Comparison of coronary artery lesion length by NIRS-IVUS versus angiography alone

Ivan D Hanson, James A Goldstein, Simon R Dixon, Gregg W Stone
Coronary Artery Disease 2015, 26 (6): 484-9

BACKGROUND: Intravascular ultrasound (IVUS) studies analyzing target lesion plaque burden (PB) have established that invasive coronary angiography commonly underestimates lesion length, predisposing to 'geographic miss' during a percutaneous coronary intervention, which has been associated with adverse outcomes. Plaque composition may also influence stent outcome. The present study used near-infrared spectroscopy and IVUS (NIRS-IVUS) to assess the prevalence of PB and lipid-core plaque (LCP) extending beyond angiographic borders of target lesions.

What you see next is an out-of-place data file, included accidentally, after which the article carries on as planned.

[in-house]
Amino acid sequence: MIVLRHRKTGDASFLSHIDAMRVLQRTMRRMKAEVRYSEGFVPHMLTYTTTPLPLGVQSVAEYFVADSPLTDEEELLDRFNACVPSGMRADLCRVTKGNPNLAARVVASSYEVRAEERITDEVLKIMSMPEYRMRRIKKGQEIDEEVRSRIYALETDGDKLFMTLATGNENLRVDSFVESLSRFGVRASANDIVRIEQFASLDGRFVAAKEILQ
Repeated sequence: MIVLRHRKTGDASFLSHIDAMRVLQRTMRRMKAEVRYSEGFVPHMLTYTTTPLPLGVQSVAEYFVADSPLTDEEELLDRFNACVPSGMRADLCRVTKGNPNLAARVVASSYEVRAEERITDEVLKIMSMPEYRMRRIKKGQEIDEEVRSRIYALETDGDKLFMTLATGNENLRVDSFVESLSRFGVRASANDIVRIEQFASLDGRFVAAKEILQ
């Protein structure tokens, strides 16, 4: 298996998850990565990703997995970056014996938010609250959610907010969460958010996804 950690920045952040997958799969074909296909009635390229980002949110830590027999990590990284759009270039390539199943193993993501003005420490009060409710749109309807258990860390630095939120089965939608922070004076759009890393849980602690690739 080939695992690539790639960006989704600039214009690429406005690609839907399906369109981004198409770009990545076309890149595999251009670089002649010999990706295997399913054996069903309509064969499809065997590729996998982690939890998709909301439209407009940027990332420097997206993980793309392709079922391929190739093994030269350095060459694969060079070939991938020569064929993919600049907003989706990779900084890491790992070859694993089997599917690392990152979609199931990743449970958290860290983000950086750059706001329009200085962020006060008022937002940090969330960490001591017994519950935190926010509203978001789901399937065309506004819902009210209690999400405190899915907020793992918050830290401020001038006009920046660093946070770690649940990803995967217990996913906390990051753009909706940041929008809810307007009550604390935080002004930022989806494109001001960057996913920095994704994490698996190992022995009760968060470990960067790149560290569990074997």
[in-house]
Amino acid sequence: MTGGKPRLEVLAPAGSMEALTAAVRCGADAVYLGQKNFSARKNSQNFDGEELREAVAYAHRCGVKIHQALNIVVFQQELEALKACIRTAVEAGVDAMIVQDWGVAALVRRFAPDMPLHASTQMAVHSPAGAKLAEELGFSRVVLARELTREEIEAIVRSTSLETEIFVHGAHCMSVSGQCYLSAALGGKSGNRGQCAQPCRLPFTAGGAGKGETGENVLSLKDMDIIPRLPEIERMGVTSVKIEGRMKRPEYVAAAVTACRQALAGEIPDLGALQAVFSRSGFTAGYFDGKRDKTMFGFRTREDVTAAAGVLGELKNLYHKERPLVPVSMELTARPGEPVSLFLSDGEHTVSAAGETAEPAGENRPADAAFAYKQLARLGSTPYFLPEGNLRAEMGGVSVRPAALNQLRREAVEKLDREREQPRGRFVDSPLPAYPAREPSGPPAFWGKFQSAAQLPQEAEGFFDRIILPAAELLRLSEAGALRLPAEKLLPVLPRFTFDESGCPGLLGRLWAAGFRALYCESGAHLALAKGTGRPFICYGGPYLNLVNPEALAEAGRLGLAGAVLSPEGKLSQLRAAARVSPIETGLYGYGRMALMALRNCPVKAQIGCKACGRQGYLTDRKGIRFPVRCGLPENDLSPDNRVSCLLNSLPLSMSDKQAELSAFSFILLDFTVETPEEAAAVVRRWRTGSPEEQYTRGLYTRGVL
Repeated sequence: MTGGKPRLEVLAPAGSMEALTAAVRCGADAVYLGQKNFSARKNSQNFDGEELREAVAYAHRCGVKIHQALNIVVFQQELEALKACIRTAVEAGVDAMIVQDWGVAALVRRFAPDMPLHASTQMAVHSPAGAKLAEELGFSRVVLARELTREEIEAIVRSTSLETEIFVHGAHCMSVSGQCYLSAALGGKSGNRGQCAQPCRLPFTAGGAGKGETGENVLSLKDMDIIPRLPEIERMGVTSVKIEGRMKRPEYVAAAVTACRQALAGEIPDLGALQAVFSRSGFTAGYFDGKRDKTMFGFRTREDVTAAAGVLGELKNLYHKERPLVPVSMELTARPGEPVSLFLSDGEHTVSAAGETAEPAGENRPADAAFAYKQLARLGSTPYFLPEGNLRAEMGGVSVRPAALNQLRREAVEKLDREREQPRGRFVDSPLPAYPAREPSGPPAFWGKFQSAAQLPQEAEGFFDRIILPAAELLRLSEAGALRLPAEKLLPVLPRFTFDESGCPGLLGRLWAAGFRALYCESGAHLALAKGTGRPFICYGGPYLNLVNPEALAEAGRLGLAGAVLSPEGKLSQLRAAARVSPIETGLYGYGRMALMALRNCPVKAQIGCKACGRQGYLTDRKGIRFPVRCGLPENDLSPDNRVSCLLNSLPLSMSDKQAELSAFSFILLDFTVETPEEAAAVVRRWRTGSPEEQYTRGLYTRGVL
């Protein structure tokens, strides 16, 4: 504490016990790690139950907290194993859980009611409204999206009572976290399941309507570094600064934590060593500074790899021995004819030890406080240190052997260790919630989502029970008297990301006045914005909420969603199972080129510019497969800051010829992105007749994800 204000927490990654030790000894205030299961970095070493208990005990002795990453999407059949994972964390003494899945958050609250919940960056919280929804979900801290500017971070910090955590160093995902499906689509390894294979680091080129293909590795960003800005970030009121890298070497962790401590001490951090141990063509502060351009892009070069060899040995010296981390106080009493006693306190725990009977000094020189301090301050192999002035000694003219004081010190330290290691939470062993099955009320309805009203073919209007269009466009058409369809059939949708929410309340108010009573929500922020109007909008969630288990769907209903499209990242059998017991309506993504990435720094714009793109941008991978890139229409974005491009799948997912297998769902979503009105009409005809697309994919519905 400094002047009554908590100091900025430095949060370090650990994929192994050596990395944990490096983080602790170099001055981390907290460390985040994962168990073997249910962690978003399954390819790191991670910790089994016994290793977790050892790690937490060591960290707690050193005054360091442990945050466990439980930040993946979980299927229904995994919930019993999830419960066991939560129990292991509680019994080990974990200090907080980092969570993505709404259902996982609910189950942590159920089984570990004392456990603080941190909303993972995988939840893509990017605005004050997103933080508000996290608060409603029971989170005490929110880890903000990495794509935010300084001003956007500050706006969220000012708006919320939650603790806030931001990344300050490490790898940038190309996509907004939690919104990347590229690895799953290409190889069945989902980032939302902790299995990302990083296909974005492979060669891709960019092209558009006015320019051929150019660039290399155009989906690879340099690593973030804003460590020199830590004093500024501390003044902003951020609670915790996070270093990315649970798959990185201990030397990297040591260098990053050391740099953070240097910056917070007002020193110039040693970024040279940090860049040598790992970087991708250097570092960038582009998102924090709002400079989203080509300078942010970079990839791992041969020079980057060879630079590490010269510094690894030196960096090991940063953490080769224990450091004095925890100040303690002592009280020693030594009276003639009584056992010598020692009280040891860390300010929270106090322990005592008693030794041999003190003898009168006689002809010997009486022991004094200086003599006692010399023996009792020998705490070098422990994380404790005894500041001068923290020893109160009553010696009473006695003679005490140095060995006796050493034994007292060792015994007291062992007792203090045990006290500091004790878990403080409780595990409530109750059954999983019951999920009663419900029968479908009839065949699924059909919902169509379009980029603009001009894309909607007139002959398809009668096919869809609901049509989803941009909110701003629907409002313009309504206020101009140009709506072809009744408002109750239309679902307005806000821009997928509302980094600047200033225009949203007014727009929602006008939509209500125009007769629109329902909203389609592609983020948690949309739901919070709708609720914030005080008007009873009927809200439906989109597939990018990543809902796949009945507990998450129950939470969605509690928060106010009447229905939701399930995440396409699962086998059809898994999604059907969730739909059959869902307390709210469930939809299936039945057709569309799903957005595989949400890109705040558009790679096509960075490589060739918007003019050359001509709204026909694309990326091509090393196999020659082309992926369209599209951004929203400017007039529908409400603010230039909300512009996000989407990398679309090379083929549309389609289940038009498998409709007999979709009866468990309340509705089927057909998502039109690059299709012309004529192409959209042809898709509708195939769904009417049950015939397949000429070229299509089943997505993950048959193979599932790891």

METHODS: Fifty-eight patients (58 lesions) undergoing NIRS-IVUS were identified. By invasive coronary angiography, target lesion length and minimum lumen diameter were measured. Plaque, defined as NIRS-IVUS atheroma (either PB>40% or LCP), was identified adjacent to the angiographic-defined lesion margins.

RESULTS: By NIRS-IVUS, atheroma (either PB>40% or LCP) was identified beyond angiographic lesion margins in 52/58 (90%) lesions. The mean lesion length was 13.4±5.9 mm by angiography and 19.8±7.0 mm (P<0.0001) by NIRS-IVUS. LCP extending beyond the angiographic border was observed in 30/58 (52%) lesions.

CONCLUSION: NIRS-IVUS imaging shows that target lesion length is commonly underestimated by angiography alone. This finding may have implications for stent length selection and avoidance of geographic miss.

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